We’d like to think that this windy, dry start to March is not a harbinger of how the rest of spring will look. Farmers need rain, our lakes are drying up, grassfires have been a problem, and the Edwards Aquifer has already dipped into Stage 1 restrictions before pumping season is even underway.
But unfortunately, the outlook doesn’t look great. The National Oceanic and Atmospheric Administration (NOAA) put out its annual spring outlook on Thursday. The biggest takeaway from that report:
Prolonged, persistent drought forecast in the West and the state of Texas for second year in a row, and elevated chances of a much warmer and drier than average spring across much of the West (including Texas).
Keep in mind that these are long-term outlooks and they don’t speak to specific situations. In San Antonio, history has told us that we can go weeks with drought, only to be hit by a massive flash flood caused by just one event.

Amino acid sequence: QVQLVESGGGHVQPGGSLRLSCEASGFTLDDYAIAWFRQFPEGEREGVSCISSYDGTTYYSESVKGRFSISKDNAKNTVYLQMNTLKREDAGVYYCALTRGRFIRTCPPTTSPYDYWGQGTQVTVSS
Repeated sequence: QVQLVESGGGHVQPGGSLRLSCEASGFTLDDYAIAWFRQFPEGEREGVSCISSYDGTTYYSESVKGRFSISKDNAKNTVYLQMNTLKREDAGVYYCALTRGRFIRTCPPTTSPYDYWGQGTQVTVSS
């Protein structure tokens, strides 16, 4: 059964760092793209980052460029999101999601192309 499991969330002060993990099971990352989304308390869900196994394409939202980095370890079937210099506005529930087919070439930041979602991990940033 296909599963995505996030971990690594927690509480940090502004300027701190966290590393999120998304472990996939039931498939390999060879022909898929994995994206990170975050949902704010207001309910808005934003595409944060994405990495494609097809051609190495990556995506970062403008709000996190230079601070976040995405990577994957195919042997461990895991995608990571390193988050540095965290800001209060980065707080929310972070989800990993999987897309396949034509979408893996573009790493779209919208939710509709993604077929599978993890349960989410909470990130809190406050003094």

In general, though, drought will be the main storyline. We’ve seen this song and dance before and you can place much of the blame on La Niña, which of course is a long-term climate pattern that can drive weather patterns in the United States. It typically results in drier than normal conditions here in South Texas. Here’s the latest La Niña update:
La Niña has been with us since 2020 and while a weakening was expected, La Niña actually strengthened to start 2022 in what climatologists call a “double-dip.”La Niña is forecast to persist through summer 2022, hence the bleak outlook for rainIn an interesting twist, La Niña years tend to bring fewer rain events, but higher risks of severe weather, including hail and tornadoes, during the spring in the south-central United States.Should La Niña persist into the summer and even fall, then a higher-than-average Atlantic hurricane season would once again be possible.
In the short term, the drought has definitely gotten worse. Take a look at how drought conditions have increased locally over the past three months. Based on these outlooks, expect this to get worse before it gets better.